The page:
Friday, July 4, 2008



Flavius’ footsteps echoed eerily in the deathly silence of the hall. Barely a dozen liveried staff milled in confusion along the perimeter of the oblong chamber, with a like number of guards spaced at even intervals, cuayabs held unobtrusively. The balcony boxes, halfway up the vaulted ceiling, remained empty.

At the far end of the audience hall, seated upon ornate thrones on a raised marble dias polished so brightly it hurt the eyes to look at, were the Tricentennial Emperor and Empress.

His skin was darker than the majority of his subjects, almost rust-like, yet his silvery hair grew full and flowing from his head down into mutton chops framing his face. He informal dress of ivory-colored shirt and pants with blue and gold embroidery spiraling around his limbs and torso. He wore a black leather belt studded with gemstones around his waist and an amorphous fan-like ornament of fluid colors hovered above his shoulders right behind his head in lieu of a crown, creating the impression of a divine halo. He looked just a touch past thirty to Flavius’ eyes.

The Empress was wearing an ephemeral gown, of course--this one a relatively understated mixture of creamy yellow and aquamarine, with pinpoint traceries of light flicking across the fabric in a constant dance. Behind her throne, to the side, stood her ever-present handmaiden, Papantzin, her hair pulled back in an elaborate knot of braided coils run through with a large golden pin. The corner of the Empress’ mouth ticked up as Flavius’ eyes met hers. Papantzin remained stoic.

Flavius stopped in the center of the hall, hand prominently gripping Memory’s hilt, and looked the gathering over. “Nae much of a turnout for us, eh Parric?” Flavius whispered as his partner slithered up beside him. “Looks like we must’ve caught them more unawares than we thought. Ken we can take ‘em?”

“Probabling,” answered Parric, “but I’m rathering not.”

“Well, I’m rathering that bastard dinnae kill me again, so in light of that, I’m going to shove Memory up his-- hang on, he’s talking.”

The Tricentennial Emperor stood, spreading his arms wide. “We are honored, good Parric, by your presence among us. We see so few T'ul-us Tzan cross into our cosms, and we are all diminished by your parting.”

Parric dipped his head and antennae in acknowledgement. “It is my pleasuring to again experience Your Imperial Majesty’s legendary hospitaliting.”

“And Flavius MacDuff, of Clan MacDuff--”

Flavius tensed.

“--if I may be permitted to dispense with formality for the moment, it is good to see you,” the Emperor said. “You’re looking quite well. Doesn’t he look well, Malinche?”

“Indeed he does, dear Camargo,” the Empress answered with practiced disinterest, although her eyes watched him intently. “A veritable picture of health.”

Wide-eyed, Flavius glanced to Parric. “Ya daft bastard. Ya brought us to the wrong damned cosm, dinnae ya?”

“Don’t be stupiding. You’re rathering them attacking us instead?” Parric snapped his beak at Flavius. “And don’t forgetting the imperial protocol.”

Befuddled, Flavius racked his brain and it came to him in an abrupt flash from Memory: never address the emperor or empress by name, never compare yourself to them, never initiate physical contact... That last one, Flavius thought, was rife with all manner of pitfalls.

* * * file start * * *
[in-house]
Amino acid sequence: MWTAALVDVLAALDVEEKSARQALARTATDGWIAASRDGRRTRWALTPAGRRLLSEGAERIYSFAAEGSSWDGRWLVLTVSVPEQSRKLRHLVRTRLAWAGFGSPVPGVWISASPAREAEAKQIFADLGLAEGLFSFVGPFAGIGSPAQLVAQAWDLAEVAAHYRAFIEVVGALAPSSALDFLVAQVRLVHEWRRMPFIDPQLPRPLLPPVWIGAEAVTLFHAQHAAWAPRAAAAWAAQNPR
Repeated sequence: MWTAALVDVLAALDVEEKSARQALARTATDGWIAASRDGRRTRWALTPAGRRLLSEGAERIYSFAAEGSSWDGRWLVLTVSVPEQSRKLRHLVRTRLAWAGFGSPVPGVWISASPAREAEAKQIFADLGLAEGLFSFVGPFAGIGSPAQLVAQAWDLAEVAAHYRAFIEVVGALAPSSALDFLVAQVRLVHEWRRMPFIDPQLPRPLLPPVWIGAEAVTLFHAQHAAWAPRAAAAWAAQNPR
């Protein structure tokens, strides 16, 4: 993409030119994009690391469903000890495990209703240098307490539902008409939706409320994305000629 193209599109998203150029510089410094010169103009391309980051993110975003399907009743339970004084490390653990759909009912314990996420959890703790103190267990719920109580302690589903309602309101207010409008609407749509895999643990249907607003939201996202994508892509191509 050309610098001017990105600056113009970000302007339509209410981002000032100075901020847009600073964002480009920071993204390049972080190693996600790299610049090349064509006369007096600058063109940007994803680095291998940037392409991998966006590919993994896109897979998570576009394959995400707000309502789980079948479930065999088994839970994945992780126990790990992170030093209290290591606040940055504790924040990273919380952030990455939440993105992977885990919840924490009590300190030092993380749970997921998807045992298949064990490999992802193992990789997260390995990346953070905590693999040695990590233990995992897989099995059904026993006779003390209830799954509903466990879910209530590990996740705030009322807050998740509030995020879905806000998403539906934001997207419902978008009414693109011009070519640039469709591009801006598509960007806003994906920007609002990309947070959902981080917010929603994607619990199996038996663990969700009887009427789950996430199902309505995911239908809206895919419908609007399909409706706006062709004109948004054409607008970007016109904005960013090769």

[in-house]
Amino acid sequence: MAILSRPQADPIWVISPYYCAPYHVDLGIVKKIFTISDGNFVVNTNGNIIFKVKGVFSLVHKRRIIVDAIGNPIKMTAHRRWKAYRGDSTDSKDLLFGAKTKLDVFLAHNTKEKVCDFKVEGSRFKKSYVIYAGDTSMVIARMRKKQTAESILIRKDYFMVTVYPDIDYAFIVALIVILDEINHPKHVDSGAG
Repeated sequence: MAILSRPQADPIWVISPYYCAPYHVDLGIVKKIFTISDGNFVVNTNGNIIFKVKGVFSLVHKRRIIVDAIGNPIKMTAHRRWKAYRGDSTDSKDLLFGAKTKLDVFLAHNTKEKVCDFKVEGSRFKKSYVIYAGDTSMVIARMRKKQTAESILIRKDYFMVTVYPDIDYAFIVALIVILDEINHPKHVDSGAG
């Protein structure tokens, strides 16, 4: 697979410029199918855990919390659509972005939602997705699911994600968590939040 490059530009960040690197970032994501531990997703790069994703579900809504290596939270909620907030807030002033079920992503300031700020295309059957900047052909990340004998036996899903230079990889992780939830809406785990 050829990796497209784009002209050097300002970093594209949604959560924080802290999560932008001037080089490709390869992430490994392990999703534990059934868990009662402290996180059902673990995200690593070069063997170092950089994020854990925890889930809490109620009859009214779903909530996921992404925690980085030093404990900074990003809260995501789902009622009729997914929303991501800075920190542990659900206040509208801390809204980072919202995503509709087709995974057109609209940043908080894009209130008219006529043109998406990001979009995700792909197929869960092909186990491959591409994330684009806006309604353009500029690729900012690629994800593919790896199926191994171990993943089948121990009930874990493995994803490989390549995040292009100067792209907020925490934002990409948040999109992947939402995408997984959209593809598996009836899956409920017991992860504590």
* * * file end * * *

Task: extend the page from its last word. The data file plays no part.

Emperor Camargo stepped down from the dias and strode over, clasping his hands to Flavius’ shoulders. “It really is good to see you again, although I must confess I’m quite surprised to see you so soon.” He glanced at Parric. “And you, Parric, your departure was rather abrupt as well.”

“Under the circumstancings, I’m not having much other choicings.”

“Yes, yes, I suppose not. Regrettable business, that,” Emperor Camargo said, drifting into a bleak reverie. As quickly as he’d drifted away, he snapped back. “But the sword worked, eh? Such a marvelous sword, with the power to raise the dead.”

“Not to contradict Yer Imperial Majesty, but the sword dinnae bring me back to life,” Flavius explained, finding the the conversation increasingly surreal. “It just passed on to me the memories of the other Flavius what died.”

“Semantics,” Emperor Camargo said, waving his hand in dismissal. “Although, in this case the semantics work in your favor. Death sentences are not negated by resurrection, my friend. Were you actually he, then your life would remain forfeit. Happily, that’s not the case.”

“Happily,” agreed Flavius.

Emperor Camargo pulled Flavius’ head closer to his and spoke softly. “The knowledge of what your sword can do was the only thing that made the whole sordid affair bearable, dear Flavius. Apart from your unfortunate transgression with the Empress, you and Parric have proven yourselves more loyal than many of our copil-blooded nobles. I’ll admit a great weight of dread lifted from my shoulders when the Empress Malinche informed me that you shed your sword long before she discarded the layers of her gown.”

Unbidden, the memory of her nude, six-breasted glory blazed in Flavius’s mind. Flavius glanced to her throne. Empress Malinche raised a provocative eyebrow, then flicked her tongue across a fingertip. A strand of gleaming silver hair slipped over her face. Flavius swallowed. “Er, right. Why is that?”

Emperor Camargo laughed free and easily, as if Flavius had made a witty joke a the expense or the courtiers. “Because lesser sentients are not worthy of such visions. Had your sword preserved any, shall we say, compromised memories of the Empress, your life would be just as forfeit as your predecessor’s.” He smiled. “Fortunately, we don’t have to worry about that.”

Flavius forced a smile, not daring to look in the Empress’ direction. “Lucky me.”


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